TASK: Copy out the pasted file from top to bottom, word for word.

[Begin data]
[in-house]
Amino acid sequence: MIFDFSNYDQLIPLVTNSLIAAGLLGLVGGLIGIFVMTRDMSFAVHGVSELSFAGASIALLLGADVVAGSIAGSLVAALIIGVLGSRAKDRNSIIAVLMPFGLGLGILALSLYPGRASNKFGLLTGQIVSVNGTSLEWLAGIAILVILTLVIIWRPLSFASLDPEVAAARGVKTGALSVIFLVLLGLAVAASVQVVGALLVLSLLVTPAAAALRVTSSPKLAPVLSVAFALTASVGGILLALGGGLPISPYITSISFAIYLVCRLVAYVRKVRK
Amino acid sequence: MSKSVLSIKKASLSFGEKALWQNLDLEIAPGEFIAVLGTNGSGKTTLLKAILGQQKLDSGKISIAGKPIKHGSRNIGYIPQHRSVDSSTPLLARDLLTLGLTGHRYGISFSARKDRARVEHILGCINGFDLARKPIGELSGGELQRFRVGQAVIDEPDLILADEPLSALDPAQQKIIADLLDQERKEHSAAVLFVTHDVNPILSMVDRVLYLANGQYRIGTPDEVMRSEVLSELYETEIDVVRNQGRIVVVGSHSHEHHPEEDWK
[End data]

[in-house]
Amino acid sequence: MIFDFSNYDQLIPLVTNSLIAAGLLGLVGGLIGIFVMTRDMSFAVHGVSELSFAGASIALLLGADVVAGSIAGSLVAALIIGVLGSRAKDRNSIIAVLMPFGLGLGILALSLYPGRASNKFGLLTGQIVSVNGTSLEWLAGIAILVILTLVIIWRPLSFASLDPEVAAARGVKTGALSVIFLVLLGLAVAASVQVVGALLVLSLLVTPAAAALRVTSSPKLAPVLSVAFALTASVGGILLALGGGLPISPYITSISFAIYLVCRLVAYVRKVRK
Amino acid sequence: MSKSVLSIKKASLSFGEKALWQNLDLEIAPGEFIAVLGTNGSGKTTLLKAILGQQKLDSGKISIAGKPIKHGSRNIGYIPQHRSVDSSTPLLARDLLTLGLTGHRYGISFSARKDRARVEHILGCINGFDLARKPIGELSGGELQRFRVGQAVIDEPDLILADEPLSALDPAQQKIIADLLDQERKEHSAAVLFVTHDVNPILSMVDRVLYLANGQYRIGTPDEVMRSEVLSELYETEIDVVRNQGRIVVVGSHSHEHHPEEDWK